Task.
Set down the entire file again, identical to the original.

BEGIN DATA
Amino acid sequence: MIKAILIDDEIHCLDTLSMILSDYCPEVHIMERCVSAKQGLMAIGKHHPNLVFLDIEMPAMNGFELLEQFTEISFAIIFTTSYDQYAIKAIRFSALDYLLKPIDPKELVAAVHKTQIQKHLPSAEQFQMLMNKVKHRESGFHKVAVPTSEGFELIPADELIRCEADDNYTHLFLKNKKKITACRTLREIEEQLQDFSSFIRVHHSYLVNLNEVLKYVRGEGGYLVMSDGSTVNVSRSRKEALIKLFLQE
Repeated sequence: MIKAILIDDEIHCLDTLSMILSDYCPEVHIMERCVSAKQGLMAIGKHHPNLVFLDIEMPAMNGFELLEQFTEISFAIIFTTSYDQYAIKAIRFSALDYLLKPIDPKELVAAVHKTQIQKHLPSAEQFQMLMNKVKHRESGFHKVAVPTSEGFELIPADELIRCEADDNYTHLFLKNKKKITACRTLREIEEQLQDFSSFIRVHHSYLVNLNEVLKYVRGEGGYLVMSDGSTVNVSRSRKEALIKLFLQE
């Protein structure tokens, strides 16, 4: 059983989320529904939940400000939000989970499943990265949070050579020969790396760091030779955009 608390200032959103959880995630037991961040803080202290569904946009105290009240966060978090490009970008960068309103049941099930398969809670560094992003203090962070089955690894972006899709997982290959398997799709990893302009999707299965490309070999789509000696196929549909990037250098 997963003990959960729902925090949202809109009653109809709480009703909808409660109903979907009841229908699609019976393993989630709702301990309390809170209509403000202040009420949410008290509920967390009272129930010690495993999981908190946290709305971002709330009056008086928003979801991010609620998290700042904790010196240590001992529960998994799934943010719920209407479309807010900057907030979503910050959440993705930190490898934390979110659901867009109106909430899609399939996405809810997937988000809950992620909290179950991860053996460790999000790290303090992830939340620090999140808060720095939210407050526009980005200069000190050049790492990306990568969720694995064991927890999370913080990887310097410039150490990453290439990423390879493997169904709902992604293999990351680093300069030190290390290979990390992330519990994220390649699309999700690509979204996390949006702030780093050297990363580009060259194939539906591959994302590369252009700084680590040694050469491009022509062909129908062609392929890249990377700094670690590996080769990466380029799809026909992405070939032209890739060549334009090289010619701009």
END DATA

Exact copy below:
Amino acid sequence: MIKAILIDDEIHCLDTLSMILSDYCPEVHIMERCVSAKQGLMAIGKHHPNLVFLDIEMPAMNGFELLEQFTEISFAIIFTTSYDQYAIKAIRFSALDYLLKPIDPKELVAAVHKTQIQKHLPSAEQFQMLMNKVKHRESGFHKVAVPTSEGFELIPADELIRCEADDNYTHLFLKNKKKITACRTLREIEEQLQDFSSFIRVHHSYLVNLNEVLKYVRGEGGYLVMSDGSTVNVSRSRKEALIKLFLQE
Repeated sequence: MIKAILIDDEIHCLDTLSMILSDYCPEVHIMERCVSAKQGLMAIGKHHPNLVFLDIEMPAMNGFELLEQFTEISFAIIFTTSYDQYAIKAIRFSALDYLLKPIDPKELVAAVHKTQIQKHLPSAEQFQMLMNKVKHRESGFHKVAVPTSEGFELIPADELIRCEADDNYTHLFLKNKKKITACRTLREIEEQLQDFSSFIRVHHSYLVNLNEVLKYVRGEGGYLVMSDGSTVNVSRSRKEALIKLFLQE
């Protein structure tokens, strides 16, 4: 059983989320529904939940400000939000989970499943990265949070050579020969790396760091030779955009 608390200032959103959880995630037991961040803080202290569904946009105290009240966060978090490009970008960068309103049941099930398969809670560094992003203090962070089955690894972006899709997982290959398997799709990893302009999707299965490309070999789509000696196929549909990037250098 997963003990959960729902925090949202809109009653109809709480009703909808409660109903979907009841229908699609019976393993989630709702301990309390809170209509403000202040009420949410008290509920967390009272129930010690495993999981908190946290709305971002709330009056008086928003979801991010609620998290700042904790010196240590001992529960998994799934943010719920209407479309807010900057907030979503910050959440993705930190490898934390979110659901867009109106909430899609399939996405809810997937988000809950992620909290179950991860053996460790999000790290303090992830939340620090999140808060720095939210407050526009980005200069000190050049790492990306990568969720694995064991927890999370913080990887310097410039150490990453290439990423390879493997169904709902992604293999990351680093300069030190290390290979990390992330519990994220390649699309999700690509979204996390949006702030780093050297990363580009060259194939539906591959994302590369252009700084680590040694050469491009022509062909129908062609392929890249990377700094670690590996080769990466380029799809026909992405070939032209890739060549334009090289010619701009």